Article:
SYDNEY, AAP – Thousands of women in NSW live in unsafe housing and face homelessness as rent remains unaffordable and the economic impact of the pandemic continues, local governments, charities and social services groups say.

A coalition of groups including the NSW Council of Social Service, Local Government NSW, Mission Australia and the Older Women’s Network have released a report highlighting the urgent need to support women’s economic security and safety by investing in social housing.

NCOSS chief executive Joanna Quilty says the groups are calling on the NSW government to fast-track 5000 additional social housing units, which would stimulate the economy and create almost 14,000 jobs.

“By building more social and affordable housing, we can support women fleeing violence and give local communities and the construction industry a much needed boost,” Ms Quilty said.

Median rents for a two-bedroom home in Greater Sydney cost 65 per cent of the average income for a single parent (the majority of whom are women), placing them in housing stress, says the report, authored by Equity Economics.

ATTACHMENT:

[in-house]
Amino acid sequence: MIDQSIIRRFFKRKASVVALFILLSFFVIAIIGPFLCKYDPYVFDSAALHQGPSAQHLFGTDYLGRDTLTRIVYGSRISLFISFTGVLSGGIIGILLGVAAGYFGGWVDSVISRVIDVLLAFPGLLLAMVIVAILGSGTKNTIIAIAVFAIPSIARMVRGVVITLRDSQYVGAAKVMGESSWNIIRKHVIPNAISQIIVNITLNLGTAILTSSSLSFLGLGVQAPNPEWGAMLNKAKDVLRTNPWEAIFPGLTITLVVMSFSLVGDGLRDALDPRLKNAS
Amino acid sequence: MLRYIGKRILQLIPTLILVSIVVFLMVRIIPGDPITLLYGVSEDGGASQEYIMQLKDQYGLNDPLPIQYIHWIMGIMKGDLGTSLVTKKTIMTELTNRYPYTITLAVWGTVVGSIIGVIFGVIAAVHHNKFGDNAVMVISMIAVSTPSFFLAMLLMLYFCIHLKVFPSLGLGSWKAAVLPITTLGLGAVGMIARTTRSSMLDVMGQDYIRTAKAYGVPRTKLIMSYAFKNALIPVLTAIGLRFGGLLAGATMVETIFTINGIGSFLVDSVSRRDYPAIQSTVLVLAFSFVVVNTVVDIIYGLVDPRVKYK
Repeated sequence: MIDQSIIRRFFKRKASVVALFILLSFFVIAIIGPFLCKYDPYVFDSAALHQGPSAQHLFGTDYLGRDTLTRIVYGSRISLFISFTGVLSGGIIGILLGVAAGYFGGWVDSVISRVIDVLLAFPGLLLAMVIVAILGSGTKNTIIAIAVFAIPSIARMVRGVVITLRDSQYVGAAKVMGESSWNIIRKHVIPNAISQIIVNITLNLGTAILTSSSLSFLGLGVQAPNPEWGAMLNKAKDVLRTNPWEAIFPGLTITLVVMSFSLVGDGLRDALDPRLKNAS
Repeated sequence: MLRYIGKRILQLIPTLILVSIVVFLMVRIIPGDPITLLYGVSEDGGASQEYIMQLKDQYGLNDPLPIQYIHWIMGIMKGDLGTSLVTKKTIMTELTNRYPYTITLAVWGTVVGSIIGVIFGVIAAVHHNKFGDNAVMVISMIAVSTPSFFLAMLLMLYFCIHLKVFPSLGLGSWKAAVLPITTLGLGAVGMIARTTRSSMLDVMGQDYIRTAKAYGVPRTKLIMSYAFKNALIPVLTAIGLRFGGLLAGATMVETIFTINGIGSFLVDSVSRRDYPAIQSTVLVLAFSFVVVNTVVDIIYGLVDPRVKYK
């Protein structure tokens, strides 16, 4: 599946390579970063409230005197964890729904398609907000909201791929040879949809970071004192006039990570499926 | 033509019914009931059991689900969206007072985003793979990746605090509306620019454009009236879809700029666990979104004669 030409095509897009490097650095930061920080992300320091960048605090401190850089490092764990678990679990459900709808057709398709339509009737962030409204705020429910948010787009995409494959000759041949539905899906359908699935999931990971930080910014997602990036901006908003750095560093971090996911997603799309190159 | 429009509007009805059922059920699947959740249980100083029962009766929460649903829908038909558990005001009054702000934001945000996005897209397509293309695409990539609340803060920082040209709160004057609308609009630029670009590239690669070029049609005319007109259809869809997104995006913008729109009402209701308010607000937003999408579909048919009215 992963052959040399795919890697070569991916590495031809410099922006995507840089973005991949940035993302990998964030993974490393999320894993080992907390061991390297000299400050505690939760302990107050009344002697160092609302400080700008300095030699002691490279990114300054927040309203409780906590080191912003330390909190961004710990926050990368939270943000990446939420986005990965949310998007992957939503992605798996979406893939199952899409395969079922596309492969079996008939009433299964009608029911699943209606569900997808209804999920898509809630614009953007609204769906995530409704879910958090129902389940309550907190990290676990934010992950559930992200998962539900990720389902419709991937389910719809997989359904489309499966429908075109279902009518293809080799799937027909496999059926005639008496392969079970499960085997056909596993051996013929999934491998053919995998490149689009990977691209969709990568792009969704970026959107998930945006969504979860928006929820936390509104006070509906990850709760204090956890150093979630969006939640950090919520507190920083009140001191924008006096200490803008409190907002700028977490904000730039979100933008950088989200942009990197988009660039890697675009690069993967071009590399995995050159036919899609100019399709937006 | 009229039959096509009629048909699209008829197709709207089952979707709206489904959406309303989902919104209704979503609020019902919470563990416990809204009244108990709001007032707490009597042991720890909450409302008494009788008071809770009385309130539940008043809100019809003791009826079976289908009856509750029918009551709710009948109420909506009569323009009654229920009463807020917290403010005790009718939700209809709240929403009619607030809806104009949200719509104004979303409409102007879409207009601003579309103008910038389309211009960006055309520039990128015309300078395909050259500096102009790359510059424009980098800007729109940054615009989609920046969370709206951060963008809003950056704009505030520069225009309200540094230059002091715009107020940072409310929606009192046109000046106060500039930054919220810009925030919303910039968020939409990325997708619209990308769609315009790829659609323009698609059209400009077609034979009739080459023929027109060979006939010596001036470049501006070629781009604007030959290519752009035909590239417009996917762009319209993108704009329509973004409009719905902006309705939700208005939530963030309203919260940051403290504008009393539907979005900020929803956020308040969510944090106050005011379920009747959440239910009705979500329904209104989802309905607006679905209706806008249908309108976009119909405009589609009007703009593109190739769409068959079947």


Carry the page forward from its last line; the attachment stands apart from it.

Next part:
The report found the pandemic had worsened housing insecurity for women and 61 per cent of job losses since May had been female jobs with young women and women in western and southwest Sydney faring the worst.

It notes 4812 women in NSW have stayed in unsafe and violent homes or faced homelessness because they could not find secure housing after leaving.

The number of people seeking specialist homelessness services who had experienced family and domestic violence increased by 7.1 per cent in the financial year to mid-2021, compared with a 3.2 per cent rise in demand for all specialist homelessness services.